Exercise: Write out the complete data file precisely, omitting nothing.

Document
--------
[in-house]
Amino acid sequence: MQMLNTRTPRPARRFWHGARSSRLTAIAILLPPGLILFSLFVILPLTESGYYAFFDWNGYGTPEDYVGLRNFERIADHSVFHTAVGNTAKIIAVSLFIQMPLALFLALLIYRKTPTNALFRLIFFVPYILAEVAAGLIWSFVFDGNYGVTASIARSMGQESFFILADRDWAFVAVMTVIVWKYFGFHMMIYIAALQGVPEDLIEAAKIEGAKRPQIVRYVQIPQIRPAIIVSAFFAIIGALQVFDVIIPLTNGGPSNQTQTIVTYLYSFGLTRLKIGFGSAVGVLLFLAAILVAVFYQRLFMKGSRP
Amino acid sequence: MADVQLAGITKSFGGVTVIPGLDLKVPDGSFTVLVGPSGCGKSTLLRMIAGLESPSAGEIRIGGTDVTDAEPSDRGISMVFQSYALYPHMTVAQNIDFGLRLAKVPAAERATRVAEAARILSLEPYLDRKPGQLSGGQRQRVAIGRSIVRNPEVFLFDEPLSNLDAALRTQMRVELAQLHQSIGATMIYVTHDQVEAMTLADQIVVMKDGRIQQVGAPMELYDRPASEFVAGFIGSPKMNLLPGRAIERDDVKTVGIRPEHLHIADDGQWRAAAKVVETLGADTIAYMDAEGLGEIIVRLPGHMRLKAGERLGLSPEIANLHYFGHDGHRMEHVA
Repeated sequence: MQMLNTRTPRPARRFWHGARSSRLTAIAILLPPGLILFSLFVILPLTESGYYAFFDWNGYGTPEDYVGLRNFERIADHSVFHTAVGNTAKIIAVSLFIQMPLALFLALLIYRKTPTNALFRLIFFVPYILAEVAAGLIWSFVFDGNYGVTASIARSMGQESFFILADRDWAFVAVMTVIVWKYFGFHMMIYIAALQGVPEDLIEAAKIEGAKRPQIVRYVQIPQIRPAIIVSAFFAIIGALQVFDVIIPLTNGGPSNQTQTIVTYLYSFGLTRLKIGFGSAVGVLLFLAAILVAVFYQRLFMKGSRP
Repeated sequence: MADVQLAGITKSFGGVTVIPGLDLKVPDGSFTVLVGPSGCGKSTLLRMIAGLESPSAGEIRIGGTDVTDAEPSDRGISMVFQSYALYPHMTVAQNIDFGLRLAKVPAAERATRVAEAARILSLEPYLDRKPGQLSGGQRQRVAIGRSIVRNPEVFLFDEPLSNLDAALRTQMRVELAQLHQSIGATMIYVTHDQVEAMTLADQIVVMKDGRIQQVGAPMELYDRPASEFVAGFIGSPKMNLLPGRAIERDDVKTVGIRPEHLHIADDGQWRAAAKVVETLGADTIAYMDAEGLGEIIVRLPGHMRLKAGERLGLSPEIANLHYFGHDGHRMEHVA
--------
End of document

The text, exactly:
[in-house]
Amino acid sequence: MQMLNTRTPRPARRFWHGARSSRLTAIAILLPPGLILFSLFVILPLTESGYYAFFDWNGYGTPEDYVGLRNFERIADHSVFHTAVGNTAKIIAVSLFIQMPLALFLALLIYRKTPTNALFRLIFFVPYILAEVAAGLIWSFVFDGNYGVTASIARSMGQESFFILADRDWAFVAVMTVIVWKYFGFHMMIYIAALQGVPEDLIEAAKIEGAKRPQIVRYVQIPQIRPAIIVSAFFAIIGALQVFDVIIPLTNGGPSNQTQTIVTYLYSFGLTRLKIGFGSAVGVLLFLAAILVAVFYQRLFMKGSRP
Amino acid sequence: MADVQLAGITKSFGGVTVIPGLDLKVPDGSFTVLVGPSGCGKSTLLRMIAGLESPSAGEIRIGGTDVTDAEPSDRGISMVFQSYALYPHMTVAQNIDFGLRLAKVPAAERATRVAEAARILSLEPYLDRKPGQLSGGQRQRVAIGRSIVRNPEVFLFDEPLSNLDAALRTQMRVELAQLHQSIGATMIYVTHDQVEAMTLADQIVVMKDGRIQQVGAPMELYDRPASEFVAGFIGSPKMNLLPGRAIERDDVKTVGIRPEHLHIADDGQWRAAAKVVETLGADTIAYMDAEGLGEIIVRLPGHMRLKAGERLGLSPEIANLHYFGHDGHRMEHVA
Repeated sequence: MQMLNTRTPRPARRFWHGARSSRLTAIAILLPPGLILFSLFVILPLTESGYYAFFDWNGYGTPEDYVGLRNFERIADHSVFHTAVGNTAKIIAVSLFIQMPLALFLALLIYRKTPTNALFRLIFFVPYILAEVAAGLIWSFVFDGNYGVTASIARSMGQESFFILADRDWAFVAVMTVIVWKYFGFHMMIYIAALQGVPEDLIEAAKIEGAKRPQIVRYVQIPQIRPAIIVSAFFAIIGALQVFDVIIPLTNGGPSNQTQTIVTYLYSFGLTRLKIGFGSAVGVLLFLAAILVAVFYQRLFMKGSRP
Repeated sequence: MADVQLAGITKSFGGVTVIPGLDLKVPDGSFTVLVGPSGCGKSTLLRMIAGLESPSAGEIRIGGTDVTDAEPSDRGISMVFQSYALYPHMTVAQNIDFGLRLAKVPAAERATRVAEAARILSLEPYLDRKPGQLSGGQRQRVAIGRSIVRNPEVFLFDEPLSNLDAALRTQMRVELAQLHQSIGATMIYVTHDQVEAMTLADQIVVMKDGRIQQVGAPMELYDRPASEFVAGFIGSPKMNLLPGRAIERDDVKTVGIRPEHLHIADDGQWRAAAKVVETLGADTIAYMDAEGLGEIIVRLPGHMRLKAGERLGLSPEIANLHYFGHDGHRMEHVA